First, a little background on mandalas themselves, a sacred art practiced in the Buddhist and Hindu religions.  Rich with ritualistic and spiritual significance, mandalas are most often circular in shape, in reference to rebirth, the universe, life, and eternity.

(The past two Vegan Mandalas created at Casbah, seen here and here, have been true to form, circular in shape.)

But this mandala was to have a different theme, focusing instead on “breaking free”, or the severance of relationships with the things in our lives that harm rather than help.  Instead of a sphere, I drew a straight line through the center of the table, a visual reexamination of our excessive dependence on food, especially of the unhealthful nature.

The meaning of the RED and WHITE, you ask?  Wine, of course.

The combination of wine and vegan food might cause one to pause, as my time in New York has shown that even in a city overflowing with restaurants, few restaurants offer wine with their Vegan menu.

Simply put, wine and vegan food do not complement each other.  Even when you find a “vegan wine”, the foods that go well with it are the opposite of vegan: seafood with white wine, and meat and cheese with red.

On this particular table, you will find vegan burgers, sausages, falafel on the red wine side, and vegetables accompanied by vegan cheese and bread on the white wine side.

This mandala was created in an effort to ditch the “given” concept that plates of steak and cheese, or steamed mussels in white wine sauce are the only viable accompaniment to wine.

Just as cleaning your home and life of unnecessary clutter allows you to see what you actually need, so too is the case with the food we eat.  A form of “detox” if you will (but in an enjoyable setting), if the food on the table is freshly and carefully prepared, using the best ingredients to bring out nature’s flavors, there is rarely a need for oil or meat to satisfy the hungry brain.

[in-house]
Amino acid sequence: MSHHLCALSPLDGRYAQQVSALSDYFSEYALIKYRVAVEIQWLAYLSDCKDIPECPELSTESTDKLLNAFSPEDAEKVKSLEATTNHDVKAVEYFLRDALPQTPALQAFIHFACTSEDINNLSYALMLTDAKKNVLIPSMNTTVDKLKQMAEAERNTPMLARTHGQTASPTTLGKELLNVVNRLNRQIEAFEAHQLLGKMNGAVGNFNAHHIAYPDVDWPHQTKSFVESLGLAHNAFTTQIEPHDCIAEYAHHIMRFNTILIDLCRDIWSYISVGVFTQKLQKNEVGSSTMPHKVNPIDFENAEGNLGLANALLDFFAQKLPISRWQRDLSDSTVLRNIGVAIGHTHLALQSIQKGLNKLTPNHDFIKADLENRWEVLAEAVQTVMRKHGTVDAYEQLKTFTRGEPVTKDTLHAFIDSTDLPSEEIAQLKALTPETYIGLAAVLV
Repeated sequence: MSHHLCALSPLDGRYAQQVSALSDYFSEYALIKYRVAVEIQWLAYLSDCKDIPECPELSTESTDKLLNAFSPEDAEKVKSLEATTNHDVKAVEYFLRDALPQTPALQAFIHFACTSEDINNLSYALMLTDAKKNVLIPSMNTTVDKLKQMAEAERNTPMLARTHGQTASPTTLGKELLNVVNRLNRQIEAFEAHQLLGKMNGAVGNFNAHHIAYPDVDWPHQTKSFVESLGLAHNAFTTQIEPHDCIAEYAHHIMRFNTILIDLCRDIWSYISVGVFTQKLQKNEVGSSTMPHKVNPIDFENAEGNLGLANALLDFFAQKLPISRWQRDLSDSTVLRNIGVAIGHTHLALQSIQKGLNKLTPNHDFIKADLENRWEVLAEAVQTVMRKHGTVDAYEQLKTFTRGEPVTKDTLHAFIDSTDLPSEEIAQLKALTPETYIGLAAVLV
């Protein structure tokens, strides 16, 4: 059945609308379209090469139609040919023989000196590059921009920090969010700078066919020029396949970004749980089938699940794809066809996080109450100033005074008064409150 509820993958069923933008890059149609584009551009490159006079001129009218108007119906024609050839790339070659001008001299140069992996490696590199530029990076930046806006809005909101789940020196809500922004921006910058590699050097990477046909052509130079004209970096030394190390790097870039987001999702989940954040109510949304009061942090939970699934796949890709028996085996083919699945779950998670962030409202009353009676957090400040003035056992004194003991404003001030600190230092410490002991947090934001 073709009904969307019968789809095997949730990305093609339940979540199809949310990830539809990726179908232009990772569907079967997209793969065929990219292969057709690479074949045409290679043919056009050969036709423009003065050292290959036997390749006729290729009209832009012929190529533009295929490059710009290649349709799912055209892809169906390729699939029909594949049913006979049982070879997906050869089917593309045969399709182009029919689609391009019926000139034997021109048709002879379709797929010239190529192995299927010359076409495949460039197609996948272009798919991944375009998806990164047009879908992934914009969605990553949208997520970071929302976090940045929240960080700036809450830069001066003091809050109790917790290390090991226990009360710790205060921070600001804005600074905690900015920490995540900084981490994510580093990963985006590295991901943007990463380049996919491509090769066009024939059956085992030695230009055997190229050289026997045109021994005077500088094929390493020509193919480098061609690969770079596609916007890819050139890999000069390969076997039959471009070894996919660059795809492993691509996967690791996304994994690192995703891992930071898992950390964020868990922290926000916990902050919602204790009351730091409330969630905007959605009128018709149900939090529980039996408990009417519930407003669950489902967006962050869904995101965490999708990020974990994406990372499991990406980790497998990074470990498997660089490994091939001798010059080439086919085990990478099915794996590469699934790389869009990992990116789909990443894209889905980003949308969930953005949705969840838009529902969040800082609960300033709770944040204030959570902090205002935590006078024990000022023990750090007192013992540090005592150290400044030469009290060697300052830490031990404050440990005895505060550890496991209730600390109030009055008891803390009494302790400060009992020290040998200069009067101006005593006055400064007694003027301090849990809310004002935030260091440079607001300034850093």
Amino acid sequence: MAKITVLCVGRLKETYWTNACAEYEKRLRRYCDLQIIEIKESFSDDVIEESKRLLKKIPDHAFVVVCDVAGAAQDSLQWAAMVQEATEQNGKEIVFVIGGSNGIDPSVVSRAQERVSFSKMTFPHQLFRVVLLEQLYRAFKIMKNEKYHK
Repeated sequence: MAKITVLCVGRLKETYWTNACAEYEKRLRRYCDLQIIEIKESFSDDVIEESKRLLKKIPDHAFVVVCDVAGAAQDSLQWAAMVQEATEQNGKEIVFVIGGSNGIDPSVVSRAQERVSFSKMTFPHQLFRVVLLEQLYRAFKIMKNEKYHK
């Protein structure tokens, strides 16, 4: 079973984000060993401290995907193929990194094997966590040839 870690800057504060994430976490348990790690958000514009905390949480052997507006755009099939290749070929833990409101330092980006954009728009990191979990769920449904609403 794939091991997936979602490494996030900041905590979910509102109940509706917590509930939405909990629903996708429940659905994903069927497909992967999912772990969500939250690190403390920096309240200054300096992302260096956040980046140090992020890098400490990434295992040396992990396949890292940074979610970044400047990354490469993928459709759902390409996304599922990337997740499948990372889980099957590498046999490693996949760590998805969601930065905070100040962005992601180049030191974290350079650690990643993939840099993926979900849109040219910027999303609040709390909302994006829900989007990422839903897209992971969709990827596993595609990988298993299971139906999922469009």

I’m often asked where I come up with recipes and ideas.  The techniques used to create these menus are derived from my birth and upbringing in the city of Kyoto, the beginning of all traditional Japanese food (authentic Japanese cuisine or washoku – before sushi, tempura and teriyaki chicken).

Thousands of years ago, the Buddhist priests in the temples of Kyoto ate what is called Shojin Ryori – translated as ‘devotion cuisine’ – where of course, no meat or fish was used.  Instead, various cooking techniques (including presentation) were invented to bring some life to daily meals.  I suppose you can say, it’s in my blood.

With March 11th fast approaching, we’re forced to think about how the earthquake and tsunami has affected the way we think about food here in Japan.

What really, is important?  What is too much?  Is all that rich food you’re putting into your mouth necessary?  Seeing as how we can no longer eat a vegetable or drink water (in Tokyo where I live) without worrying if it has been affected by radiation, every meal has become quite an affair.  And not many are as enjoyable as the party we held on Saturday.